Since 2019, Thelander has been collaborating with Bridgestone, a Japanese company that’s one of the largest tire manufacturers in the world, is sponsoring most of the research for guayule in Pinal County. The company has made a recent push to expand and diversify its renewable resources—and guayule has several appealing qualities over other sources. Most of their natural rubber right now comes from hevea rubber trees in southeast Asia, which seem to be vulnerable because of changing farmer interest, world conflict, and other factors, Ellsworth says. And, he explains, although it would require more intense processing than hevea trees, developing a tire manufacturing process out of guayule would help mitigate the reliance on a less reliable rubber source.
As one of the test farmers, Thelander is currently growing 84 acres of guayule, but he says the company hopes to ramp up production of the crop to 300 acres by next year, 2,000 acres by 2024, and eventually have 25,000 acres in production by 2027.
[Related: Researchers are using tomato peels and eggshells to make tires]
However, just because guayule is a more water-efficient crop, it doesn’t necessarily mean farmers will use less water in general. Total water use will depend on how many acres of guayule and other crops are grown and how much groundwater is available to farmers. Production of guayule is still relatively small and farmers tend to be skeptical, Ellsworth says.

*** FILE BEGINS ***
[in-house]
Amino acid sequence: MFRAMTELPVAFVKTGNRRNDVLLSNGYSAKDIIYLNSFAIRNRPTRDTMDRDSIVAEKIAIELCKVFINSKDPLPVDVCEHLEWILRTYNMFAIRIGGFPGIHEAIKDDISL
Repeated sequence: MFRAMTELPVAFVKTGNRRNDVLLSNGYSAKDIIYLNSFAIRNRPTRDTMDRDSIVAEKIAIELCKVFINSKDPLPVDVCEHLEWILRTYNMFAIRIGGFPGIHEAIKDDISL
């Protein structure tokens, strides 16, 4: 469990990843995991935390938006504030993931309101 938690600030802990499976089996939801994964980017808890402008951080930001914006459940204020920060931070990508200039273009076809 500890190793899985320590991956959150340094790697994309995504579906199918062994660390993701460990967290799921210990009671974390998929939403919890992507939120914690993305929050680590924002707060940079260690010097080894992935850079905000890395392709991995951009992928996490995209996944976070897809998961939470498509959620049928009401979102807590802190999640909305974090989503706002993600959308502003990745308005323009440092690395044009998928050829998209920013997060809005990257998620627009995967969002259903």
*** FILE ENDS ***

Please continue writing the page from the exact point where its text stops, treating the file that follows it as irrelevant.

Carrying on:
“Growers are, much like scientists, they’re skeptics, and they always want to see proven technologies,” he says. “So there’s always some barriers to getting them to adopt something entirely different because there’s risk associated with that.”
But ultimately, the lower water requirement may allow growers to put more of their acres to use, instead of fallowing them, which is what Ellsworth says is happening now.
During a recent meeting at the Bridgestone facility in Eloy, Arizona, Thelander noted the presence of local growers in attendance. He says there’s been a growing interest in guayule among fellow farmers.
“Farmers are definitely interested. And they’re getting contracts put together,” Thelander says. “You have a billion dollar company like Bridgestone behind something. And they’re guaranteeing prices. It can provide stability for a farmer.”